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​'The Ferryman': Ephemeral Ideas, Eternal Tragedies

The current cast of The Ferryman in London's West End. Photo by Johan Persson. (Courtesy of The Corner Shop)

Staggeringly multi-layered, dangerously fast-paced and rich in characterizations, dialogue and context, Jez Butterworth's new hit about a family during the time of Ireland's the Troubles leaves the audience breathless, sweaty and tearful, in a nightmarish, dry-heaving haze.

"Vanishing. It's a powerful word, that"

Northern Ireland, Rural Derry, 1981, nighttime. The local ringleader of the Irish Republican Army gun-toting comrades ambushes a priest and tells him that the body of one Seamus Carney has been recovered. It is said that the man had spent a full ten years rotting in a bog. The IRA gunslinger, Muldoon, orders the priest to arrange for the Carney family not to utter a word of what had happened to the wretched man.

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If The Prince of Nothingwood will popularly be remembered for celebrating the creative spirit of its star Salim Shaheen, it is equally an important communication on Afghanistan, it's culture and its people.

"Now I am just more tired and poor. So no, I haven't changed. I'm just older and more tired," says French radio journalist and documentarian Sonia Kronlund, as she looks back on the experience of making The Prince of Nothingwood (2017).

Joining Salim Shaheen, the most popular and prolific actor-director-producer in Afghanistan on his 111th no budget feature, Kronlund documents the week-long shoot and the events surrounding it. She crafts an insight into a larger than life persona, yet amidst the comedy and theatricality of Shaheen and his troupe of collaborators, she uncovers the heavier tones of the everyday reality of war and patriarchal oppression. If The Prince of Nothingwood will popularly be remembered for celebrating the creative spirit of its star, it is equally an important communication on Afghanistan, it's culture and its people. Alongside the awareness of the country cultivated by mainstream media news outlets, Kronlund's film offers an insight into a country that can humanise the prejudice and xenophobic tendencies of a western perspective towards Afghanistan.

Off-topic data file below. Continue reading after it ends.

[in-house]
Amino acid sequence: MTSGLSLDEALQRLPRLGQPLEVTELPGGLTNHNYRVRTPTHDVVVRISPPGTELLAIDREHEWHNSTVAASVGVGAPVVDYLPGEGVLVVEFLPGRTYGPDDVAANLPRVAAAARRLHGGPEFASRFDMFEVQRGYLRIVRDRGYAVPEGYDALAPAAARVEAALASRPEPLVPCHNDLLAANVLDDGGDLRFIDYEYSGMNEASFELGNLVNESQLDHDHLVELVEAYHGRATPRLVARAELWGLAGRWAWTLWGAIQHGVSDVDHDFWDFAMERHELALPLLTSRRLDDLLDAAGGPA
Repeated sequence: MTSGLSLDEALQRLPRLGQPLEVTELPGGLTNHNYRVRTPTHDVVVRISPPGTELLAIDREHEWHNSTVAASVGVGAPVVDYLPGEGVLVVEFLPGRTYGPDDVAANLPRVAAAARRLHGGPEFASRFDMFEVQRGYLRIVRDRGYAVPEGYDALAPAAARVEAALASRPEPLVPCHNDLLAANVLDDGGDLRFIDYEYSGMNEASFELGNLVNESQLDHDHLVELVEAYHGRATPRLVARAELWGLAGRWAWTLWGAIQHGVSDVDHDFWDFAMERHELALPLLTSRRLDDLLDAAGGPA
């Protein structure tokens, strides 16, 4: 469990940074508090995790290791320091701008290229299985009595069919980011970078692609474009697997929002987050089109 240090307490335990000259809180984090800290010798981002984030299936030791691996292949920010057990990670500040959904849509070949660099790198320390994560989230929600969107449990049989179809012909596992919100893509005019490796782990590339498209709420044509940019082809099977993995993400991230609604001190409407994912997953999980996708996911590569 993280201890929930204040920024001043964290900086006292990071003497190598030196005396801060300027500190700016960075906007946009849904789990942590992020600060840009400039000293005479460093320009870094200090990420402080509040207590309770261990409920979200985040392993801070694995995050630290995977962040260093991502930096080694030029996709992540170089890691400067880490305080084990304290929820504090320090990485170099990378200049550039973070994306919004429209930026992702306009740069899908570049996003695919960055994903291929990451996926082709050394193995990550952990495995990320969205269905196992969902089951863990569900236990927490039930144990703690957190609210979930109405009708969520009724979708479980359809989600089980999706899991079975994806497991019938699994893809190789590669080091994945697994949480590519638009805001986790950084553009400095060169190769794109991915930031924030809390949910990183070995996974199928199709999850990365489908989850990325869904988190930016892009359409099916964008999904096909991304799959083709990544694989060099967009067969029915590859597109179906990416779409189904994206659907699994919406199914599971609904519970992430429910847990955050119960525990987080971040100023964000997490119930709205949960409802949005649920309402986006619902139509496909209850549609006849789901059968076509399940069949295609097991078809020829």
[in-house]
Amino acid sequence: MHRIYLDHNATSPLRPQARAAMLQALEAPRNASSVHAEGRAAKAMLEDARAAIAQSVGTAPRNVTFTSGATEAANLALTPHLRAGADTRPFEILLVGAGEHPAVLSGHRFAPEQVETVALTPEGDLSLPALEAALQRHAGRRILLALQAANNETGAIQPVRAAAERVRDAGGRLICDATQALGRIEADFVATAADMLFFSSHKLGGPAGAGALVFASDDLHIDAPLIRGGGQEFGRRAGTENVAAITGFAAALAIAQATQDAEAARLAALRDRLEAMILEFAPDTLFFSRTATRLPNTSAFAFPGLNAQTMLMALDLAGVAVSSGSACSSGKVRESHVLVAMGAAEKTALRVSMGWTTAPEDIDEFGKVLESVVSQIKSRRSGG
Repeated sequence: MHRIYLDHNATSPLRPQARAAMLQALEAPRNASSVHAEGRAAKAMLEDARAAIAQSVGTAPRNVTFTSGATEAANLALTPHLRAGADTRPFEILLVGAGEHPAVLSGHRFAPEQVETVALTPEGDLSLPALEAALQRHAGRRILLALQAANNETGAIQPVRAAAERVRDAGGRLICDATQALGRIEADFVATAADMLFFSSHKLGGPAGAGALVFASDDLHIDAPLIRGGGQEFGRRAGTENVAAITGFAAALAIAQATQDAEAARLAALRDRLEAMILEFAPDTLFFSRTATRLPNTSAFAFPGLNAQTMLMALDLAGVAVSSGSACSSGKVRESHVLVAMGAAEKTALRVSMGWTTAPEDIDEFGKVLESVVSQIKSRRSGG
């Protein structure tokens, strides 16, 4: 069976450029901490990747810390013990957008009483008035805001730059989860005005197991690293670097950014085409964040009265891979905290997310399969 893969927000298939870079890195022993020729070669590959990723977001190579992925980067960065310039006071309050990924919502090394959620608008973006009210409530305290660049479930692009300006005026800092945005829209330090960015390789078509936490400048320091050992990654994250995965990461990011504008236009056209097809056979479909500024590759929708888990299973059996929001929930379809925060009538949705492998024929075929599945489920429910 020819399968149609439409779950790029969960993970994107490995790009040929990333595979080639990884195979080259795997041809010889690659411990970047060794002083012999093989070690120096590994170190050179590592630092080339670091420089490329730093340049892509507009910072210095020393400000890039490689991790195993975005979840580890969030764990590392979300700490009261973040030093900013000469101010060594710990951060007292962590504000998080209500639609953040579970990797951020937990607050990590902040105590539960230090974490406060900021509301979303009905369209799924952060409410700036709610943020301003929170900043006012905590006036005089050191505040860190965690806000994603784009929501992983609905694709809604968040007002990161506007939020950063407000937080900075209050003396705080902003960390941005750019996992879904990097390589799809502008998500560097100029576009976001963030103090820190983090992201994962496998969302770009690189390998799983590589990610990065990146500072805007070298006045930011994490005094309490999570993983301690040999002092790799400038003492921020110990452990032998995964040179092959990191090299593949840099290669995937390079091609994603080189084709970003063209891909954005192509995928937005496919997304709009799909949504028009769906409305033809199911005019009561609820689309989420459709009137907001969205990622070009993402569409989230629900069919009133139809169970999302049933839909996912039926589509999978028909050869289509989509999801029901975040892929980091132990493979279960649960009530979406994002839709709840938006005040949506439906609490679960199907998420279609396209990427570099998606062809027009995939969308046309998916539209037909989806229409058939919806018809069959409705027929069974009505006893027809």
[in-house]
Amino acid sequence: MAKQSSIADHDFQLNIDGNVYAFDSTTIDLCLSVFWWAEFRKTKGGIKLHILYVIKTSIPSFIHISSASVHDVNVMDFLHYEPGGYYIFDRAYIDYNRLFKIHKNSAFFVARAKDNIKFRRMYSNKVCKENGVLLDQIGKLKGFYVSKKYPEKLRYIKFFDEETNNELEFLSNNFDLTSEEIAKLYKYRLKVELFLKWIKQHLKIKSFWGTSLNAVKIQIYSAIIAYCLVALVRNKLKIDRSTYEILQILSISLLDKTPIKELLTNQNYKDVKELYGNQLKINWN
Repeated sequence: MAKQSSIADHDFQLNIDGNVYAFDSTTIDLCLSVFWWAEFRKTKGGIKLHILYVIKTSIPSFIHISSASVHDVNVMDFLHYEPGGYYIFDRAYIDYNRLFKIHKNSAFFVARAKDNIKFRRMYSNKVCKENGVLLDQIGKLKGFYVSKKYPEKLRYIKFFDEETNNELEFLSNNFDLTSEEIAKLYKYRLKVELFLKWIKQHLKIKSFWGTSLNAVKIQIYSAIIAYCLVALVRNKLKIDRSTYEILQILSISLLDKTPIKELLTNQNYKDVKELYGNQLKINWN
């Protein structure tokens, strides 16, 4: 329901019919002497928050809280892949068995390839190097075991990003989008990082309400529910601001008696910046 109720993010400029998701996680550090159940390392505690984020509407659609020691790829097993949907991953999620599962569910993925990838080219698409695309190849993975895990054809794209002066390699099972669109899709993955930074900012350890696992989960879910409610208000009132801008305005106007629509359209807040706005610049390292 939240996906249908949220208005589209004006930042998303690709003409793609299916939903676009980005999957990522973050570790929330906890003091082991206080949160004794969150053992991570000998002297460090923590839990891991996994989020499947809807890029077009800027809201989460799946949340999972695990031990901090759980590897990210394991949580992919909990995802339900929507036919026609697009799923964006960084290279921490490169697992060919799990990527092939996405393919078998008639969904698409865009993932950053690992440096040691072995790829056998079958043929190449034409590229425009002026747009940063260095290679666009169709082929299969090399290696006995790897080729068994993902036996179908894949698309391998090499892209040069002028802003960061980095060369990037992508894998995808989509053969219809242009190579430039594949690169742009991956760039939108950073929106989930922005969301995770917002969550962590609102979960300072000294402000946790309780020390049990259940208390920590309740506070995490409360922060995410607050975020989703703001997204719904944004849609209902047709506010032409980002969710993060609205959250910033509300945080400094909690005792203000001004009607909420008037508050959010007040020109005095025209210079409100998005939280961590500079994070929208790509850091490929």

In October of this year at the UK premiere at the BFI London Film Festival, Kronlund spoke with PopMatters about being driven by questions rather than inspiration. She also reflected on the subjective nature of documentary filmmaking, the necessary artistic compromises of filming in Afghanistan, and feeling a satisfaction with imperfections.

Why filmmaking as a means of expression? Was there an inspirational or defining moment?

Not really, no. I have always done documentary. I used to write scripts and TV series but I only make documentaries myself for radio and television. For this story, I figured out after a while that it deserved a bigger ambition and a bigger screen and that's why I don't very much believe in inspiration. To be honest, I made this film because I had to do something. I didn't have a big project where I thought: I want to make this. I went there and I found a little money and at the end the ambition and the inspiration came along the way. But there was not an urgent necessity to make this film. It fits with a lot of things that I'm interested in, like popular culture -- What does art stand for and why do we go to the cinema? What is the purpose? This is a question I'm interested in, but inspiration, not so much.